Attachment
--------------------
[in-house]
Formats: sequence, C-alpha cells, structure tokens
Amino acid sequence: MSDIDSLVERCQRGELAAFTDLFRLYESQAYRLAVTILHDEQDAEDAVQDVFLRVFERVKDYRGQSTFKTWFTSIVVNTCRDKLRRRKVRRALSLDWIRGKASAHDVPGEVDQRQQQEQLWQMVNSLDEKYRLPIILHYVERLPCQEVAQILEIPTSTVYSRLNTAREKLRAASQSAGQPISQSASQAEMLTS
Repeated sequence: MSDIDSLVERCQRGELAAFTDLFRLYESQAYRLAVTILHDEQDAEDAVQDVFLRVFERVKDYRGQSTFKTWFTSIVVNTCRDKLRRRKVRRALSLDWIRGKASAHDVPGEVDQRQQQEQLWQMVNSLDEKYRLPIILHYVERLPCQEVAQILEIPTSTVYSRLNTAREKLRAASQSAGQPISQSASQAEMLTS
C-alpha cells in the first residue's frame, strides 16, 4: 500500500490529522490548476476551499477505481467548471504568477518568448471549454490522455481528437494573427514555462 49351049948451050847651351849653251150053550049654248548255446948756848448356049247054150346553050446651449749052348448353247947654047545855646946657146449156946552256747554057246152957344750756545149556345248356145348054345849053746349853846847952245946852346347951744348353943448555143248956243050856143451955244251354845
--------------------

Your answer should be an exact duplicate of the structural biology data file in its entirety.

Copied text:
[in-house]
Formats: sequence, C-alpha cells, structure tokens
Amino acid sequence: MSDIDSLVERCQRGELAAFTDLFRLYESQAYRLAVTILHDEQDAEDAVQDVFLRVFERVKDYRGQSTFKTWFTSIVVNTCRDKLRRRKVRRALSLDWIRGKASAHDVPGEVDQRQQQEQLWQMVNSLDEKYRLPIILHYVERLPCQEVAQILEIPTSTVYSRLNTAREKLRAASQSAGQPISQSASQAEMLTS
Repeated sequence: MSDIDSLVERCQRGELAAFTDLFRLYESQAYRLAVTILHDEQDAEDAVQDVFLRVFERVKDYRGQSTFKTWFTSIVVNTCRDKLRRRKVRRALSLDWIRGKASAHDVPGEVDQRQQQEQLWQMVNSLDEKYRLPIILHYVERLPCQEVAQILEIPTSTVYSRLNTAREKLRAASQSAGQPISQSASQAEMLTS
C-alpha cells in the first residue's frame, strides 16, 4: 500500500490529522490548476476551499477505481467548471504568477518568448471549454490522455481528437494573427514555462 49351049948451050847651351849653251150053550049654248548255446948756848448356049247054150346553050446651449749052348448353247947654047545855646946657146449156946552256747554057246152957344750756545149556345248356145348054345849053746349853846847952245946852346347951744348353943448555143248956243050856143451955244251354845